HTML and CSS Reference
In-Depth Information
Rather than invest a lot of time into rendering a high-definition mockup, it's often more efficient to spend
that design time constructing real HTML and CSS. You'll see exactly what the end user will see, and
anything you design will be realistic and practical because you're using the tools of the very medium for
which you're designing. Producing a prototype site and designing live in a web browser delivers a more
accurate depiction of the final product. The prototype can even lead directly to the finished site because
much of the code will be ready to use at the end of the design phase.
We designed the Power Outfitters website in HTML and CSS, using our sketches and wireframes as a
blueprint and gradually arriving at the final design through experimentation and old-fashioned trial and
error. We started with a plan and a general idea of what the end result should look like—we drew
inspiration from classic comic topics, and we knew it would have a blue and gold color scheme, with
panels and a dot pattern—but the final design came together organically in the browser, right before our
eyes. That's the process you'll see in this chapter.
Stage 3: Build
At last it's time to build the site, writing all the code that brings the content to life and makes the site a
reality. For most commercial websites, plain HTML and CSS alone can't deliver all the functionality the site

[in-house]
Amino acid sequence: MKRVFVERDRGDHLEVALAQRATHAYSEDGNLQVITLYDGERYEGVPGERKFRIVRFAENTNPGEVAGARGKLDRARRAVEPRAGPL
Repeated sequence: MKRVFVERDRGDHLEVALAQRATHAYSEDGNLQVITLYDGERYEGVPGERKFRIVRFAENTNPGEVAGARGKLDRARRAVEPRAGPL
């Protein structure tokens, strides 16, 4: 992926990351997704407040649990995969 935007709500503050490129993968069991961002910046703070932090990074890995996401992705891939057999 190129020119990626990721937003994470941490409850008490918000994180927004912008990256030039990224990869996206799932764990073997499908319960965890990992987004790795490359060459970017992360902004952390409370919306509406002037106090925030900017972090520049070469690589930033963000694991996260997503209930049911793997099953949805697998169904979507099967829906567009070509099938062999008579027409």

requires. Most websites of any complexity will be built on top of a server-side programming language like
Python, Ruby, PHP, or ASP.NET. These languages perform the more complicated operations that make a
site dynamic and interactive, such as handling forms, synchronizing data to and from a database, and
assembling components from separate template files into a single HTML document to serve to the
browser. This is also the stage when you'll integrate client-side behaviors with JavaScript.
If you're making a smaller, static site, and if you designed it in the browser, you may already have the bulk
of the building stage completed when you reach the end of the design stage. If it's a larger, dynamic site,
you can now work with your HTML prototype to add the programming logic and scripted behaviors, or work
with other developers for implementation. Some complex dynamic sites can even begin the back-end work
while the front-end design is still underway, just so long as everyone sticks to the plan.
For our Power Outfitters case study we've left out the entire back-end development process that such a
site would obviously demand, if it really existed. For this topic we're only focusing on building a static front-
end prototype in HTML and CSS. The Power Outfitters site doesn't actually work, so unfortunately you'll
have to purchase your capes, cowls, shrink rays, bionic eyes, and antigravity flight harnesses elsewhere.
Stage 4: Test
After you've done all the design and assembly and you have a beautifully styled and solidly constructed
website at your fingertips, ready to release into the wild, now is the time to check it over and see just how
well it's built. Go through all the links and navigation to make sure everything leads to the right place.
Disable images and JavaScript and see if your site is still at least readable, if not fully enhanced. Fill in
forms and test validation and data integrity. Be on the lookout for security vulnerabilities, especially if
you're gathering any sensitive information from your users.
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